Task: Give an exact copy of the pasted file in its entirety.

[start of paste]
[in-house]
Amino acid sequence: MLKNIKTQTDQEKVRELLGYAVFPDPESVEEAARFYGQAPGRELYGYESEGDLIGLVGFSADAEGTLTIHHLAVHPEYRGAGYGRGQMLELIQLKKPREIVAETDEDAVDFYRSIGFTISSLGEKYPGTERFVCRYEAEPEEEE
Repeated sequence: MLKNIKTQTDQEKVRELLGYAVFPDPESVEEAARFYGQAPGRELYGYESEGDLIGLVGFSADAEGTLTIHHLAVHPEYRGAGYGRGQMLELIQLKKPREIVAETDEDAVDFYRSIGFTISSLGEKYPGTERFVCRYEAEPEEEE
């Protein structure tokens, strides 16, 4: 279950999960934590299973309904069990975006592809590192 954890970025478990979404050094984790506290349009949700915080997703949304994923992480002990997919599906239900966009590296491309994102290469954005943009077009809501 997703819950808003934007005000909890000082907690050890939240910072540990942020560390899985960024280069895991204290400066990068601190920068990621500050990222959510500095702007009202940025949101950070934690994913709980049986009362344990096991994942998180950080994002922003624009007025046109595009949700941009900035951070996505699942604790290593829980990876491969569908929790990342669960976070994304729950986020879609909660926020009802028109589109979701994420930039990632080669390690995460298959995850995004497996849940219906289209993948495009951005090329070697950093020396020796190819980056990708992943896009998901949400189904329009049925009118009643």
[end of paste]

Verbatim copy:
[in-house]
Amino acid sequence: MLKNIKTQTDQEKVRELLGYAVFPDPESVEEAARFYGQAPGRELYGYESEGDLIGLVGFSADAEGTLTIHHLAVHPEYRGAGYGRGQMLELIQLKKPREIVAETDEDAVDFYRSIGFTISSLGEKYPGTERFVCRYEAEPEEEE
Repeated sequence: MLKNIKTQTDQEKVRELLGYAVFPDPESVEEAARFYGQAPGRELYGYESEGDLIGLVGFSADAEGTLTIHHLAVHPEYRGAGYGRGQMLELIQLKKPREIVAETDEDAVDFYRSIGFTISSLGEKYPGTERFVCRYEAEPEEEE
């Protein structure tokens, strides 16, 4: 279950999960934590299973309904069990975006592809590192 954890970025478990979404050094984790506290349009949700915080997703949304994923992480002990997919599906239900966009590296491309994102290469954005943009077009809501 997703819950808003934007005000909890000082907690050890939240910072540990942020560390899985960024280069895991204290400066990068601190920068990621500050990222959510500095702007009202940025949101950070934690994913709980049986009362344990096991994942998180950080994002922003624009007025046109595009949700941009900035951070996505699942604790290593829980990876491969569908929790990342669960976070994304729950986020879609909660926020009802028109589109979701994420930039990632080669390690995460298959995850995004497996849940219906289209993948495009951005090329070697950093020396020796190819980056990708992943896009998901949400189904329009049925009118009643």